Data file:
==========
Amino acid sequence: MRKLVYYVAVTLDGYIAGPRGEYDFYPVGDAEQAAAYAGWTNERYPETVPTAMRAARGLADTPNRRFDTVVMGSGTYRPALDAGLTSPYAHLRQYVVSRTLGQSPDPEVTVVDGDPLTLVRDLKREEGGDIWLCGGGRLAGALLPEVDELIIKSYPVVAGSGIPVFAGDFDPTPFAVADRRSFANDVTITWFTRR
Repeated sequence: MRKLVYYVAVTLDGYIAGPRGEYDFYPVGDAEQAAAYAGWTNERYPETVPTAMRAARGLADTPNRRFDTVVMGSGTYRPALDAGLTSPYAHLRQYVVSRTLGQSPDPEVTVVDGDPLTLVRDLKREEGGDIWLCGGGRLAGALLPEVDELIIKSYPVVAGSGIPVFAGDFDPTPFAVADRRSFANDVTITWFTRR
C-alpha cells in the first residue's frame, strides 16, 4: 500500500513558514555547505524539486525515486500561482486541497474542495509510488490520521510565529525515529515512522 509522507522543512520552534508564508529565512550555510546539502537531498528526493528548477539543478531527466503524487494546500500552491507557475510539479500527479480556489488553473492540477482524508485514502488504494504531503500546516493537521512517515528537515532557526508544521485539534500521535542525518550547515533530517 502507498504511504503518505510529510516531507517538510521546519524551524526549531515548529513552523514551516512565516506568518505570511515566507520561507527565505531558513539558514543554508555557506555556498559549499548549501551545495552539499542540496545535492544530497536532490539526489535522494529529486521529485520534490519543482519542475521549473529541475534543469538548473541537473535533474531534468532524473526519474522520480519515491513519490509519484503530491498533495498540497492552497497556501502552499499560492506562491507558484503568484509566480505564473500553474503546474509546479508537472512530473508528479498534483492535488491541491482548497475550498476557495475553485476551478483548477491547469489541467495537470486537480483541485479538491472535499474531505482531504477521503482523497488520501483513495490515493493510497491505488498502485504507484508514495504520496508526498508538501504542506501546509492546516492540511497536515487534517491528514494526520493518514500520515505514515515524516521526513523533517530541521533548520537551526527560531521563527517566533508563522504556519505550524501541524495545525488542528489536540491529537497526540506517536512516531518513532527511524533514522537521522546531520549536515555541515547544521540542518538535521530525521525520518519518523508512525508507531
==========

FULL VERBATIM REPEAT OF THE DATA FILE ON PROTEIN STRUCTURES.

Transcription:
Amino acid sequence: MRKLVYYVAVTLDGYIAGPRGEYDFYPVGDAEQAAAYAGWTNERYPETVPTAMRAARGLADTPNRRFDTVVMGSGTYRPALDAGLTSPYAHLRQYVVSRTLGQSPDPEVTVVDGDPLTLVRDLKREEGGDIWLCGGGRLAGALLPEVDELIIKSYPVVAGSGIPVFAGDFDPTPFAVADRRSFANDVTITWFTRR
Repeated sequence: MRKLVYYVAVTLDGYIAGPRGEYDFYPVGDAEQAAAYAGWTNERYPETVPTAMRAARGLADTPNRRFDTVVMGSGTYRPALDAGLTSPYAHLRQYVVSRTLGQSPDPEVTVVDGDPLTLVRDLKREEGGDIWLCGGGRLAGALLPEVDELIIKSYPVVAGSGIPVFAGDFDPTPFAVADRRSFANDVTITWFTRR
C-alpha cells in the first residue's frame, strides 16, 4: 500500500513558514555547505524539486525515486500561482486541497474542495509510488490520521510565529525515529515512522 509522507522543512520552534508564508529565512550555510546539502537531498528526493528548477539543478531527466503524487494546500500552491507557475510539479500527479480556489488553473492540477482524508485514502488504494504531503500546516493537521512517515528537515532557526508544521485539534500521535542525518550547515533530517 502507498504511504503518505510529510516531507517538510521546519524551524526549531515548529513552523514551516512565516506568518505570511515566507520561507527565505531558513539558514543554508555557506555556498559549499548549501551545495552539499542540496545535492544530497536532490539526489535522494529529486521529485520534490519543482519542475521549473529541475534543469538548473541537473535533474531534468532524473526519474522520480519515491513519490509519484503530491498533495498540497492552497497556501502552499499560492506562491507558484503568484509566480505564473500553474503546474509546479508537472512530473508528479498534483492535488491541491482548497475550498476557495475553485476551478483548477491547469489541467495537470486537480483541485479538491472535499474531505482531504477521503482523497488520501483513495490515493493510497491505488498502485504507484508514495504520496508526498508538501504542506501546509492546516492540511497536515487534517491528514494526520493518514500520515505514515515524516521526513523533517530541521533548520537551526527560531521563527517566533508563522504556519505550524501541524495545525488542528489536540491529537497526540506517536512516531518513532527511524533514522537521522546531520549536515555541515547544521540542518538535521530525521525520518519518523508512525508507531